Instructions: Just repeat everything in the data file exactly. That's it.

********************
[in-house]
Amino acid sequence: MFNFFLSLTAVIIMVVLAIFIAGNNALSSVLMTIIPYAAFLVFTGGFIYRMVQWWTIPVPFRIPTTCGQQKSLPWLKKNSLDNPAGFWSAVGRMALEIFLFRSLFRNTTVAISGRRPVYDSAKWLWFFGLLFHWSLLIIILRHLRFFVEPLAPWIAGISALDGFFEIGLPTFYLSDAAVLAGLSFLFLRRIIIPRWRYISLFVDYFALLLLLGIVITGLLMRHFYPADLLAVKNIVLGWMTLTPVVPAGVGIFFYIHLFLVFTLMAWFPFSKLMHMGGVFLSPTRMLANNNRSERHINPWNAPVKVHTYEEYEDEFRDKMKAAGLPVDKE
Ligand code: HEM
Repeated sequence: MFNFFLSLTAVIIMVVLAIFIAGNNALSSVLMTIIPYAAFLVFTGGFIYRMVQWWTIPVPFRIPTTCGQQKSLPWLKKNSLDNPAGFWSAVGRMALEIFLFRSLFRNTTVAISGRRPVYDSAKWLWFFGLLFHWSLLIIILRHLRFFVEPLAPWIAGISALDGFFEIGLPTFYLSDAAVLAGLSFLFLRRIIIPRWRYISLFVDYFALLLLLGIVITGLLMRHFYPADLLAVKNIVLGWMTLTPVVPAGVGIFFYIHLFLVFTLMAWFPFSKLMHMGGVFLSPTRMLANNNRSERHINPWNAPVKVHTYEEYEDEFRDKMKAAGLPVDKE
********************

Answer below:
[in-house]
Amino acid sequence: MFNFFLSLTAVIIMVVLAIFIAGNNALSSVLMTIIPYAAFLVFTGGFIYRMVQWWTIPVPFRIPTTCGQQKSLPWLKKNSLDNPAGFWSAVGRMALEIFLFRSLFRNTTVAISGRRPVYDSAKWLWFFGLLFHWSLLIIILRHLRFFVEPLAPWIAGISALDGFFEIGLPTFYLSDAAVLAGLSFLFLRRIIIPRWRYISLFVDYFALLLLLGIVITGLLMRHFYPADLLAVKNIVLGWMTLTPVVPAGVGIFFYIHLFLVFTLMAWFPFSKLMHMGGVFLSPTRMLANNNRSERHINPWNAPVKVHTYEEYEDEFRDKMKAAGLPVDKE
Ligand code: HEM
Repeated sequence: MFNFFLSLTAVIIMVVLAIFIAGNNALSSVLMTIIPYAAFLVFTGGFIYRMVQWWTIPVPFRIPTTCGQQKSLPWLKKNSLDNPAGFWSAVGRMALEIFLFRSLFRNTTVAISGRRPVYDSAKWLWFFGLLFHWSLLIIILRHLRFFVEPLAPWIAGISALDGFFEIGLPTFYLSDAAVLAGLSFLFLRRIIIPRWRYISLFVDYFALLLLLGIVITGLLMRHFYPADLLAVKNIVLGWMTLTPVVPAGVGIFFYIHLFLVFTLMAWFPFSKLMHMGGVFLSPTRMLANNNRSERHINPWNAPVKVHTYEEYEDEFRDKMKAAGLPVDKE